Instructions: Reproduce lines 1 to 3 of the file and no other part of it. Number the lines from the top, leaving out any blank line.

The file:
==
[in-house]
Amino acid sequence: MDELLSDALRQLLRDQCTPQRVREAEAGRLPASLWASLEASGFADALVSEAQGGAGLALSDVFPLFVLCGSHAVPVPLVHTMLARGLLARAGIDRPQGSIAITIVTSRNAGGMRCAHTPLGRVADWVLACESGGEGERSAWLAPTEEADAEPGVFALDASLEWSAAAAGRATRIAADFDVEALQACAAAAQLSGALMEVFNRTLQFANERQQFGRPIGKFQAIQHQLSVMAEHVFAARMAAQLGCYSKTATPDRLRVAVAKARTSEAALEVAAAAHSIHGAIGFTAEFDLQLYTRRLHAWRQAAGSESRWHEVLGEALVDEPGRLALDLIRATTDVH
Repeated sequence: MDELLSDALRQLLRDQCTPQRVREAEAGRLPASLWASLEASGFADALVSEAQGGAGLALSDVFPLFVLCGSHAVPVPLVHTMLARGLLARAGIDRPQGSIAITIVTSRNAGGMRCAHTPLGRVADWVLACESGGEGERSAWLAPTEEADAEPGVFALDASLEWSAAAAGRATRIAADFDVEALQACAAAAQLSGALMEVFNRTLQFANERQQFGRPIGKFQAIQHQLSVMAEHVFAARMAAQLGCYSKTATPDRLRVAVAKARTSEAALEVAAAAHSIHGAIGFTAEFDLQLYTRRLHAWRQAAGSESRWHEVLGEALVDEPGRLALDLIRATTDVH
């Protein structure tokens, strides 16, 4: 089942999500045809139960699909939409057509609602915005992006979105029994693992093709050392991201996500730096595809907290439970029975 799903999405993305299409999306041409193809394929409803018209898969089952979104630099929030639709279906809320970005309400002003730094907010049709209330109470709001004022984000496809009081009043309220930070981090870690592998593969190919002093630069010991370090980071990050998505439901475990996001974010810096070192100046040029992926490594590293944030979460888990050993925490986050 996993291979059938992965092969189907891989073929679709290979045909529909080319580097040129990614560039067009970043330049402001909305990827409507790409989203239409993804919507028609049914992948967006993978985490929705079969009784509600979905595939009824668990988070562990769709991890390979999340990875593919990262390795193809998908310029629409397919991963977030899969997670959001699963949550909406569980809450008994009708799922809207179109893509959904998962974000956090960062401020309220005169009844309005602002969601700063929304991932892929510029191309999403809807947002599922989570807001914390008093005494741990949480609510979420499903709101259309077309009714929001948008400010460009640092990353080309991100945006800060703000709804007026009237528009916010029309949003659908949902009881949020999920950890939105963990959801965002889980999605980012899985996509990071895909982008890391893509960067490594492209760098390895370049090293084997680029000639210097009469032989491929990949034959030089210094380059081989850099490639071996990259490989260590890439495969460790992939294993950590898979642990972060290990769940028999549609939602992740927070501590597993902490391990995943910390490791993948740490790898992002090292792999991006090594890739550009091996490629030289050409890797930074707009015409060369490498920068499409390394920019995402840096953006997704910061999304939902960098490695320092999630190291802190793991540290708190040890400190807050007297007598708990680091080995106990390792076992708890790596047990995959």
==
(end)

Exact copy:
[in-house]
Amino acid sequence: MDELLSDALRQLLRDQCTPQRVREAEAGRLPASLWASLEASGFADALVSEAQGGAGLALSDVFPLFVLCGSHAVPVPLVHTMLARGLLARAGIDRPQGSIAITIVTSRNAGGMRCAHTPLGRVADWVLACESGGEGERSAWLAPTEEADAEPGVFALDASLEWSAAAAGRATRIAADFDVEALQACAAAAQLSGALMEVFNRTLQFANERQQFGRPIGKFQAIQHQLSVMAEHVFAARMAAQLGCYSKTATPDRLRVAVAKARTSEAALEVAAAAHSIHGAIGFTAEFDLQLYTRRLHAWRQAAGSESRWHEVLGEALVDEPGRLALDLIRATTDVH
Repeated sequence: MDELLSDALRQLLRDQCTPQRVREAEAGRLPASLWASLEASGFADALVSEAQGGAGLALSDVFPLFVLCGSHAVPVPLVHTMLARGLLARAGIDRPQGSIAITIVTSRNAGGMRCAHTPLGRVADWVLACESGGEGERSAWLAPTEEADAEPGVFALDASLEWSAAAAGRATRIAADFDVEALQACAAAAQLSGALMEVFNRTLQFANERQQFGRPIGKFQAIQHQLSVMAEHVFAARMAAQLGCYSKTATPDRLRVAVAKARTSEAALEVAAAAHSIHGAIGFTAEFDLQLYTRRLHAWRQAAGSESRWHEVLGEALVDEPGRLALDLIRATTDVH